Tired of Traditional Informational Reports?
Try these creative writing formats instead! Informational reports and essays sparkle with fresh presentational ideas, when your students are engaged in writing across the content areas.
If your students have studied or written biographies and autobiographies, then they are experienced in reading and critiquing the facts of a human life. Usually, in these narratives, the events are arranged sequentially. However, in most informational reports or books, facts are organized by concept...that is, around a central theme.
- focus on a specific subject or controlling concept.
- lend support to the controlling concept with plenty of facts.
- organize the facts in such a way that the reader learns easily about the subject or concept.
- use clear examples and descriptions to explain ideas that may be new to the reader.
"So how do I translate these four points into an interesting, hands-on activity?" you ask.
Creative Applications to Tease Your Thinking!
- Chart Critiques: Have literature circles read and critique several informational books on the same topic. Develop a comparison chart with columns based on the above four points. Present to the class.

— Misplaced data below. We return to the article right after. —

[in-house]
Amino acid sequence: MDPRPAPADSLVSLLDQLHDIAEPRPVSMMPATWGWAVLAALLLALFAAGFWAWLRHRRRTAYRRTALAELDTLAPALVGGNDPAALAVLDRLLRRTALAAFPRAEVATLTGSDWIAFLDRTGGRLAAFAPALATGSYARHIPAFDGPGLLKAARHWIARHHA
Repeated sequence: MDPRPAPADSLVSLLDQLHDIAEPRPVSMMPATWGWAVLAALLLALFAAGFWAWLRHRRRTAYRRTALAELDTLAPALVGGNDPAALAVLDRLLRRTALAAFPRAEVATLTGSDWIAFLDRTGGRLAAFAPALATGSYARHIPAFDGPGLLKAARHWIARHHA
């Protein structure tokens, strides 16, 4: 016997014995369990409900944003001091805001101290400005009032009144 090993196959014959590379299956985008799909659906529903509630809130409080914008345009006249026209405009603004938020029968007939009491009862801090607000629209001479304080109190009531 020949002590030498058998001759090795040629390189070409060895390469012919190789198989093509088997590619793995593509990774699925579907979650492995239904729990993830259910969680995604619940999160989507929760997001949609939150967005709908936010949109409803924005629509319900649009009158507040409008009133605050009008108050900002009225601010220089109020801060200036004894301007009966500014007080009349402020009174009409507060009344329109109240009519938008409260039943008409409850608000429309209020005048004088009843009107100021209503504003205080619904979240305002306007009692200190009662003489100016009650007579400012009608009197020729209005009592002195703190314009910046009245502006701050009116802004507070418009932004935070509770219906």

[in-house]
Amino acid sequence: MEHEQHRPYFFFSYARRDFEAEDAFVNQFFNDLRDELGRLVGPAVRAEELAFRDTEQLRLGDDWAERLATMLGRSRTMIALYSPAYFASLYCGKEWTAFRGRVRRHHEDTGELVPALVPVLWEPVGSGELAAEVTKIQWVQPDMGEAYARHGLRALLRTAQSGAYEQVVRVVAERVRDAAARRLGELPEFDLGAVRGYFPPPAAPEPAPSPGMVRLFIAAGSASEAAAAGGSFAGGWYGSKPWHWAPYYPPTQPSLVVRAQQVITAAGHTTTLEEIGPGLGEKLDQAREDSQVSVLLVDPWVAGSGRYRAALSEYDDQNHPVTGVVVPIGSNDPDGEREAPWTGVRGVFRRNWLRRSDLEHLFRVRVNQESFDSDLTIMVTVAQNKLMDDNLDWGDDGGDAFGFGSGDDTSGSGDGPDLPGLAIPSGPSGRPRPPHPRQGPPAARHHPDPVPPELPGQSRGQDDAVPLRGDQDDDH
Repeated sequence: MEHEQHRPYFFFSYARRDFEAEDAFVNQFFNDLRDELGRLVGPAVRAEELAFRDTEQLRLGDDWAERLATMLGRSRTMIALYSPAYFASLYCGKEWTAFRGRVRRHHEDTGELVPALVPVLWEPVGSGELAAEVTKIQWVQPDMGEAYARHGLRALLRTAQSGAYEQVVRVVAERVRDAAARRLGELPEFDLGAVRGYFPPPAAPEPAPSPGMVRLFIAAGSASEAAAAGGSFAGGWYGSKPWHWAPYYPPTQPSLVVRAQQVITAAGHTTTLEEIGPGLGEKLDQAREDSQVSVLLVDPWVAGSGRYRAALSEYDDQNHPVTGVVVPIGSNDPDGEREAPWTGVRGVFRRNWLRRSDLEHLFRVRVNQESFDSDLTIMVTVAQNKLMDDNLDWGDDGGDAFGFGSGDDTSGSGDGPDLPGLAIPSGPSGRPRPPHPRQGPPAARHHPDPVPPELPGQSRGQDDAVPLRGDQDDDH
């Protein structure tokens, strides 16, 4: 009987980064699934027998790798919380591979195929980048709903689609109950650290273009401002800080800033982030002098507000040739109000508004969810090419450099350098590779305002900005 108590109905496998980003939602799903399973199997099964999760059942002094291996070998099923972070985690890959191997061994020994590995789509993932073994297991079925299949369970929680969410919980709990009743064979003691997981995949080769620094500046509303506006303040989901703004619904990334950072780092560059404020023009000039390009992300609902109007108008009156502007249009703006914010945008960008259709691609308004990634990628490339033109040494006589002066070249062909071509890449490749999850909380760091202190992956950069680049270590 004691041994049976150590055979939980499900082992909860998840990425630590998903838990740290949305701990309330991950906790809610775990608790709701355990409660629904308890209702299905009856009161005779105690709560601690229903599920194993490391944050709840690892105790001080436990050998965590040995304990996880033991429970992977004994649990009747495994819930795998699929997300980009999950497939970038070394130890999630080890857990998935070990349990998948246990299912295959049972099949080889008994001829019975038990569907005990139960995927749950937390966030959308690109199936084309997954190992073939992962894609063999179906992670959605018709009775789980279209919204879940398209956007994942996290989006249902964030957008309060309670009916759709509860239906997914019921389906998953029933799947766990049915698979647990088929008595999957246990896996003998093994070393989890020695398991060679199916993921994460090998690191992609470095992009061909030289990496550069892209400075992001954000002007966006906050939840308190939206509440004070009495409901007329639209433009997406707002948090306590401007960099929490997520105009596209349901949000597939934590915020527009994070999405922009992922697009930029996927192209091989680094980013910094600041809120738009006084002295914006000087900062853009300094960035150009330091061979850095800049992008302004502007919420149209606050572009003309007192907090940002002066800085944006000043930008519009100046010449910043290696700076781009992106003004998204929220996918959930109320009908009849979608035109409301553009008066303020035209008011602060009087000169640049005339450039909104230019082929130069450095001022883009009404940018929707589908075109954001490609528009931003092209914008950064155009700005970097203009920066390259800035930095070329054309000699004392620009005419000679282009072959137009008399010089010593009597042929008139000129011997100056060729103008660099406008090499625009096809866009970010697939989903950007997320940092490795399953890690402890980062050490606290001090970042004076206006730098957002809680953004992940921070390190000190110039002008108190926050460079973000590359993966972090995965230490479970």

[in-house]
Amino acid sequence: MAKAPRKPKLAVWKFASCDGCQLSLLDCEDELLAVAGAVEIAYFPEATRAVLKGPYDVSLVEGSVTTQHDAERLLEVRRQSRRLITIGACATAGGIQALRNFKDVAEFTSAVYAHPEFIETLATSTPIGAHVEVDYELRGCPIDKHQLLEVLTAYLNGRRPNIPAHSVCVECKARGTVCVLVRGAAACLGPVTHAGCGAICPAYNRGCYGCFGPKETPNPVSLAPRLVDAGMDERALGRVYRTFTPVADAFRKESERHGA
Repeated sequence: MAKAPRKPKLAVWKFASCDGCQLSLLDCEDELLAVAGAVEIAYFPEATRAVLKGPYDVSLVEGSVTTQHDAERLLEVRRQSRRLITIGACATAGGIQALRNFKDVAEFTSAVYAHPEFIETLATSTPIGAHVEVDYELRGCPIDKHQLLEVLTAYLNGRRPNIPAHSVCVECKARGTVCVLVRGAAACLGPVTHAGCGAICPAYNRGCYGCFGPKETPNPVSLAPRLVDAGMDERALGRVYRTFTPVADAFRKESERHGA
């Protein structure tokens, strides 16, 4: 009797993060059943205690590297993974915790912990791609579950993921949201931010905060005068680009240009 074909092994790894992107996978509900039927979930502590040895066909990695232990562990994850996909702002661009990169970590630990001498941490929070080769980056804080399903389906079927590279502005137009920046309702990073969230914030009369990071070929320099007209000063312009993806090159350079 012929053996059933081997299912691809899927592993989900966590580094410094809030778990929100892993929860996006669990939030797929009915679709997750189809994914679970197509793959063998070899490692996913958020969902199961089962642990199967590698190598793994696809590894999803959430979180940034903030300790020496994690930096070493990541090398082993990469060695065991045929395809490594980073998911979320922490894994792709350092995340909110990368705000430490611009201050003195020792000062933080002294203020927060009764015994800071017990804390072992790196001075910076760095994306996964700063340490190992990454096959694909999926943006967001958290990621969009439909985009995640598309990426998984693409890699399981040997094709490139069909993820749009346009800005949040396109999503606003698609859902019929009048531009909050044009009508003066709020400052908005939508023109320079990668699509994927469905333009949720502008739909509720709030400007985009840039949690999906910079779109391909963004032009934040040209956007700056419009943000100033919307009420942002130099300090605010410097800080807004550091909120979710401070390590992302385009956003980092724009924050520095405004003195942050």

- Research Swap Meet: Have students research different topics and swap notes with a partner. Partners then write fictional stories based upon the factual information from their classmate's research.
- "You Are There!" Interviews: Have students use their research to write dialogues between themselves and selected historical figures. In their "interviews", they should ask questions and have the historical figures answer appropriately based on what is known about their lives and the eras in which they lived. Dramatize these interviews as one-act plays.
- "Long Lost" Scientific Logs or Historical Journals: Based upon the informational research, have students keep multi-day logs or journals about scientific or historical topics, complete with "antique" maps or illustrations.
- The Family Photo Album: Illustrate the controlling concept and facts through photos, paintings, or drawings, bound together in a scrapbook format. Add written captions that describe the visual information.
- Comic Collections: Using a comic strip format, write the actual informational report in the speech or thought bubbles!
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